It shall not be lawfull for any foreign Privateers not belonging [to the] Subjects of the most Christian King, nor Citizens of the said United States, who have Commissions from any other Prince or State, in Enmity with either Nation, to fit their Ships in the Ports of either the one or the other of the aforesaid Parties, to Sell what they have taken, or in any other manner whatsoever to exchange either Ships, Merchandizes, or any other Lading: neither shall they be allowed even to purchase Victuals, except such as shall be necessary for their going to the next Port of that Prince or State from which they have Commissions.


It shall be lawfull for all and Singular the Subjects of the most Christian King, and the Citizens, People, and Inhabitants of the said States, to Sail with their Ships, with all manner of Liberty and Security; no distinction being made, who are the Proprietors of the Merchandises laden thereon from any Port, to the Places of those who now are, or hereafter shall be at Enmity with the most Christian King, or the United States. It shall likewise be lawfull for the Subjects and Inhabitants aforesaid, to sail with the Ships and Merchandizes aforementioned; and to trade with the same Liberty, and Security from the Places, Ports, and Havens of those who are Enemies of both, or either Party, without any opposition or Disturbance whatsoever, not only directly from the Places of the Enemy aforementioned to neutral Places; but also from one Place belonging to an Enemy, to another Place belonging to an Enemy, whether they be under the Jurisdiction of the same Prince or under Several: And it is hereby Stipulated that free Ships shall also give a Freedom to Goods, and that every Thing shall be deemed to be free and exempt, which shall be found on board the Ships, belonging to the Subjects of either of the Confederates; although the whole Lading or any Part thereof, should appertain to the Enemies of Either, Contraband Goods being always excepted. It is also agreed in like manner, that the same Liberty, be extended to Persons, who are on board a free Ship with this Effect, that although they be Enemies to both or either Party, they are not to be taken out of that free Ship, unless they are Soldiers, and in actual Service of the Enemies.


This Liberty of Navigation and Commerce shall extend to all Hinds of Merchandizes, excepting those only which are distinguished by the Name of Contraband: and under this Dame of Contraband, or prohibited Goods, shall be comprehended Arms, Great Guns, Bombs with their Fuzees, and other Things belonging to them; Fire Balls, Gunpowder, Match, Cannon Ball, Pikes, Swords, Lances, Spears, Halberds, Mortars, Petards, Granadoes, Saltpetre, Musketts, Muskett Balls, Helmets, Head Pieces, Breast Plates, Coats of Mail, and the like Kind of Arms proper for arming Soldiers, Muskett rests, Belts, Horses with their Furniture, and all other war like Instruments whatsoever. These Merchandizes which follow, shall not be reckoned among Contraband or prohibited Goods; that is to Say, all Sorts of Cloths, and all other Manufactures woven of any Wool, Flax, Silk, Cotton, or any other Material whatever; all Kinds of Wearing apparel!, together with the Species whereof they are used to be made; Gold and Silver, as well coined as uncoined, Tin, Iron, Lead, Copper, Brass, Coals; as also Wheat and Barley, and any other Kind of Corn and Pulse; Tobacco, and likewise all manner of Spices; Salted and Smoked Flesh, Salted Fish, Cheese and Butter, Beer, Oils, Wines, Sugars, and all Sorts of Salt; and in general, all Provisions which Serve for the Nourishment of Mankind, and the Sustenance of Life: Furthermore, all Hinds of Cotton, Hemp, Flax, Tar, Pitch, Ropes, Cables, Sails, Sail Cloth, Anchors, and any Parts of Anchors; also Ships' Masts, Planks, Boards, and Beams, of what Tree Soever; and all other Things proper either for building or repairing Ships, and all other Goods whatsoever which have not been worked into the Form of any Instrument or Thing prepared for War, by Band or by Sea, shall not be reputed Contraband much less such as have been already wrought and made up for any other use; all which shall wholly be reckoned among free Goods; as likewise all other Merchandizes and Things which are not comprehended, and particularly mentioned in the foregoing Enumeration of Contraband Goods; So that they may be transported and carried in the freest Manner by the Subjects of both Confederates, even to Places belonging to an Enemy, such Towns and Places being only excepted as are at that time besieged, blocked up, or invested.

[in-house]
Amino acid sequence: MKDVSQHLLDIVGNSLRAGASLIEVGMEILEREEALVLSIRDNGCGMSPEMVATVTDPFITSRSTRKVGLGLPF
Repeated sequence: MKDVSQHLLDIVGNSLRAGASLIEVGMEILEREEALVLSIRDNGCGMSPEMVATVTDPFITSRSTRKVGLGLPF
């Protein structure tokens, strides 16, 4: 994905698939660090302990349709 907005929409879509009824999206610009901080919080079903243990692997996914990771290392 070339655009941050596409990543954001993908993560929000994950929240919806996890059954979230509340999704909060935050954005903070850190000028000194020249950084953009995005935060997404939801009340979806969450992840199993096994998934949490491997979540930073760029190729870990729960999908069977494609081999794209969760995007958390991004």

To the End that all manner of Dissentions and Quarrells may be avoided and prevented on one Side and the other, it is agreed, that in Case either of the Parties hereto, should be engaged in a War, the Ships and Vessells belonging to the Subjects or People of the other Ally, must be furnished with Sea Letters or Passports, expressing the Name, Property and Bulk of the Ship, as also the Name and Place of Habitation of the Blaster or Commander of the said Ship, that it may appear thereby, that the Ship really and truly belongs to the Subjects of one of the Parties; which Passports shall be made out and granted according to the Form annexed to this Treaty. They shall likewise be recalled every Year; that is, if the Ship happens to return home within the Space of a Year. It is likewise agreed, that such Ships being laden, are to be provided, not only with Passports as abovementioned, but also with Certificates, containing the Several Particulars of the Cargo, the Place whence the Ship sailed, and whither She is bound; that it may be known whether any forbidden or contraband Goods, be on board the same; which Certificates shall be made out by the Officers of the Place whence the Ship Set Sail, in the accustomed Form. And if any one shall think it fit or advisable to express in the said Certificates the Persons to whom the Goods on board belong, he may freely do so.